Winter often goes hand in hand with exhilarating ski days, hot chocolate in the snow and cozy evenings by the fire. But it also comes with seasonal hazards like avalanches – thousands of avalanches occur in Canada each year, many of them in the mountains of British Columbia and Alberta. They can be triggered by wind, rain, warming temperatures, snow and earthquakes, but also by skiers, snowmobiles, hikers, vibrations from machinery or even construction.

To ensure the safety of our workers, infrastructure and communities, Trans Mountain regularly monitors and patrols our right-of-way in all seasons and regularly updates our Emergency Response Plans in response to changing seasons and risks. When undertaking work in areas that pose an avalanche hazard, all Trans Mountain workers must have current avalanche training, wear an avalanche transceiver and have immediate access to shovels and probes. They must also complete an Avalanche Risk Assessment Request Form at least 48 hours prior to work in the field. An Avalanche Technician will review this form and based on the avalanche hazard and the requested work plan, may either approve, adjust or postpone the work.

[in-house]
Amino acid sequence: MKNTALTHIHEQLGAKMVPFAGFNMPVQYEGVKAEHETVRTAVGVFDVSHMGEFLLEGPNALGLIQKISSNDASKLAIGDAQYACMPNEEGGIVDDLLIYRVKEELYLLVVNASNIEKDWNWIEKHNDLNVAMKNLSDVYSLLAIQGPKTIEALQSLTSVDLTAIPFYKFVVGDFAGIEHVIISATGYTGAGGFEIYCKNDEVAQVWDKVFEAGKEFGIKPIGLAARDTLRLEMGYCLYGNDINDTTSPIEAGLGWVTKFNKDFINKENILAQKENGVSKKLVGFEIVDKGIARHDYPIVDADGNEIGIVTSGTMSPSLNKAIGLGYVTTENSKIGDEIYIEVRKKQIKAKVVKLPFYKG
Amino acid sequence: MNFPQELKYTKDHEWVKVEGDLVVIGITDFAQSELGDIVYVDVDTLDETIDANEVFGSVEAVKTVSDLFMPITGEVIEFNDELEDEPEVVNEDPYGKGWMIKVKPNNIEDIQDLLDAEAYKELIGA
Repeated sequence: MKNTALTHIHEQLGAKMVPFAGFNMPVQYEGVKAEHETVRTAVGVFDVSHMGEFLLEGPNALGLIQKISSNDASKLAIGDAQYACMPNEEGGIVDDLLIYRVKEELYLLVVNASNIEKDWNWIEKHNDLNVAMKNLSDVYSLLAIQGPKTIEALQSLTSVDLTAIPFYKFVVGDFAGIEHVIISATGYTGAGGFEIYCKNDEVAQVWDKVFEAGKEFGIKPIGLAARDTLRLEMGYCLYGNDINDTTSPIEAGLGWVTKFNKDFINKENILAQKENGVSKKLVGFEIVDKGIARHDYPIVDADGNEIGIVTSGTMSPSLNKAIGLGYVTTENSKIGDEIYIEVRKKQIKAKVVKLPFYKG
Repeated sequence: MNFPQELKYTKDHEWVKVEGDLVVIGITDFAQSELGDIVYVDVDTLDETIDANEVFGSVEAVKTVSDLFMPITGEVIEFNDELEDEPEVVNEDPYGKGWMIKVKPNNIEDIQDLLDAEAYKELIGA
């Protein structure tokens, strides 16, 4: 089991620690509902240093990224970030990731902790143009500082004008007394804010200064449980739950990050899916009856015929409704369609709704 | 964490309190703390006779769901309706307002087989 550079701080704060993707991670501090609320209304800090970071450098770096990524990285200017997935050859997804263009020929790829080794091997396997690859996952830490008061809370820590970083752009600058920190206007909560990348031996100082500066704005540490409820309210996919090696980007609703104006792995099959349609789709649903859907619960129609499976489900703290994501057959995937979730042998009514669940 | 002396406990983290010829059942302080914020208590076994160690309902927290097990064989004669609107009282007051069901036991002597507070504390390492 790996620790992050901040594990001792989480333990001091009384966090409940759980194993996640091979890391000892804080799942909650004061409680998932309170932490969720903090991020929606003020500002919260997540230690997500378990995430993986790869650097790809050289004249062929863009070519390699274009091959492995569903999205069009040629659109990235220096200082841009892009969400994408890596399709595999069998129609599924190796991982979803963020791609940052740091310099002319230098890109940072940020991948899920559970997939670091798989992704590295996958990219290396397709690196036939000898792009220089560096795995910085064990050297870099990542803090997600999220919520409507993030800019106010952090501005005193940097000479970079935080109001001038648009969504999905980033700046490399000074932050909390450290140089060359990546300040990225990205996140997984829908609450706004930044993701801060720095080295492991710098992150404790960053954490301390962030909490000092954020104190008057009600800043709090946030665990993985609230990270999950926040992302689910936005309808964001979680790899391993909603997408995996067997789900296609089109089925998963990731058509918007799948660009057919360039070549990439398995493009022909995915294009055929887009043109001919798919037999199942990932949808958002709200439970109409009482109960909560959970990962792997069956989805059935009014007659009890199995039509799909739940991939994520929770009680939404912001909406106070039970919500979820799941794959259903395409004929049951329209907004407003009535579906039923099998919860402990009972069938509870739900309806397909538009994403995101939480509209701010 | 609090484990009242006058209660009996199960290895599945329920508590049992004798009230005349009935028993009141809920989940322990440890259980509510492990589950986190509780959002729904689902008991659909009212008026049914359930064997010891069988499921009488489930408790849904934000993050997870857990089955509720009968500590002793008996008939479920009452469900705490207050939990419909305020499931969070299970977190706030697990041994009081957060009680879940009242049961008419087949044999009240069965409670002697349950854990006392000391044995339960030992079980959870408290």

A few safety tips to be avalanche-ready

Being prepared is the best safety plan, and that’s true whether it’s our workers in the field or anyone heading out to enjoy winter weather. Keep these tips in mind if you’re driving, skiing, snowmobiling or hiking in avalanche country this winter, including on the Trans Mountain right-of-way:

  • If you’re planning to travel in backcountry, take an avalanche safety course
  • When travelling in backcountry, always go in a group. Ensure you have an experienced group leader. Always stay within view of your group.
  • When driving, observe and follow "Avalanche Area-Do Not Stop” signs
  • Drive carefully in avalanche areas. Avalanches may reach the road without warning.
  • Obey road closures. When the avalanche hazard is high, control work by explosives may be carried out at any time.
  • If an avalanche blocks the highway, remain in your vehicle with seat belts on. Wait for assistance. It’s easier to find a car in the snow than to find a person. Drive to a safe area if possible.
  • Avoid driving through even small avalanches

If despite applying preventive measures, you inadvertently become caught in an avalanche:

  • Push machinery, equipment or heavy objects away from you to avoid injury
  • Grab onto anything solid (trees, rocks, etc.) to avoid being swept away
  • Keep your mouth closed and your teeth clenched
  • If you start moving downward with the avalanche, stay on the surface using a swimming motion
  • Try to move yourself to the side of the avalanche

Should an avalanche occur while you’re in a vehicle, here are a few steps to ensure your safety:

  • Remain in the vehicle
  • Shut off engine and headlights
  • Leave flashers and radio on